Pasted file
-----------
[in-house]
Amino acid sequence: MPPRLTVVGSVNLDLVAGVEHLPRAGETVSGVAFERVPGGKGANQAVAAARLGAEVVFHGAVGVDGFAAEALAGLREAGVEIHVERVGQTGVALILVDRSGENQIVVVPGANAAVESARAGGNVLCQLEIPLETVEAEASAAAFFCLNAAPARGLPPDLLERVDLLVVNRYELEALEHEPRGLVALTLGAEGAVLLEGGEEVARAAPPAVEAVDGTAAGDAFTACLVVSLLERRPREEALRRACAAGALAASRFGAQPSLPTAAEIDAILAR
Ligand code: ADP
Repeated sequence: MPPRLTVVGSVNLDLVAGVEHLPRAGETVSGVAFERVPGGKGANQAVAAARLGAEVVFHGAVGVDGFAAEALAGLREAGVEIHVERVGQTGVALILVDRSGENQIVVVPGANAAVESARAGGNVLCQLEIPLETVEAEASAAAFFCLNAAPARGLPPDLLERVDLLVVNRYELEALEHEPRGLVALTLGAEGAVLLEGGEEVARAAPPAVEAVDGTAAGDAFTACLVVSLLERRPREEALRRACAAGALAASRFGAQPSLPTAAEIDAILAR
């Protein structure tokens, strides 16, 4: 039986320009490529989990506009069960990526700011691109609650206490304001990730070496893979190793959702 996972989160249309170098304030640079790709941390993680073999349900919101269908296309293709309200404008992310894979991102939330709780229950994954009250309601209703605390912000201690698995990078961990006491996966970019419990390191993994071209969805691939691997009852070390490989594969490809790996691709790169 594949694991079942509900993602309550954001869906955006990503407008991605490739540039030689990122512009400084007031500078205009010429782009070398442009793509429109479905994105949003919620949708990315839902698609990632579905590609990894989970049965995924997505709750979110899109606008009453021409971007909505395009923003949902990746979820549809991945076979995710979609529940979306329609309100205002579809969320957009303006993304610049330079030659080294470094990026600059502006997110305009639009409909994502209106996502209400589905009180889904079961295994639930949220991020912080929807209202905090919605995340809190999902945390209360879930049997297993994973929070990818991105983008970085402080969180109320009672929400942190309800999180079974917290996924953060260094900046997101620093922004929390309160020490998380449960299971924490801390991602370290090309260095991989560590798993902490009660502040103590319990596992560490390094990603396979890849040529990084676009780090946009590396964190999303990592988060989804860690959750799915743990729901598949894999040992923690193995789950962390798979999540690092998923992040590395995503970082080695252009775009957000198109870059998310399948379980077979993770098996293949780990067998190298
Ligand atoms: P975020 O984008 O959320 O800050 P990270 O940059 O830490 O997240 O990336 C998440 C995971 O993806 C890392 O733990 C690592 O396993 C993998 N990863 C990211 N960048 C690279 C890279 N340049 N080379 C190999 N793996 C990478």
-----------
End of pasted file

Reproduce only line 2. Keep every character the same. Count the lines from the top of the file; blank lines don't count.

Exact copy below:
Amino acid sequence: MPPRLTVVGSVNLDLVAGVEHLPRAGETVSGVAFERVPGGKGANQAVAAARLGAEVVFHGAVGVDGFAAEALAGLREAGVEIHVERVGQTGVALILVDRSGENQIVVVPGANAAVESARAGGNVLCQLEIPLETVEAEASAAAFFCLNAAPARGLPPDLLERVDLLVVNRYELEALEHEPRGLVALTLGAEGAVLLEGGEEVARAAPPAVEAVDGTAAGDAFTACLVVSLLERRPREEALRRACAAGALAASRFGAQPSLPTAAEIDAILAR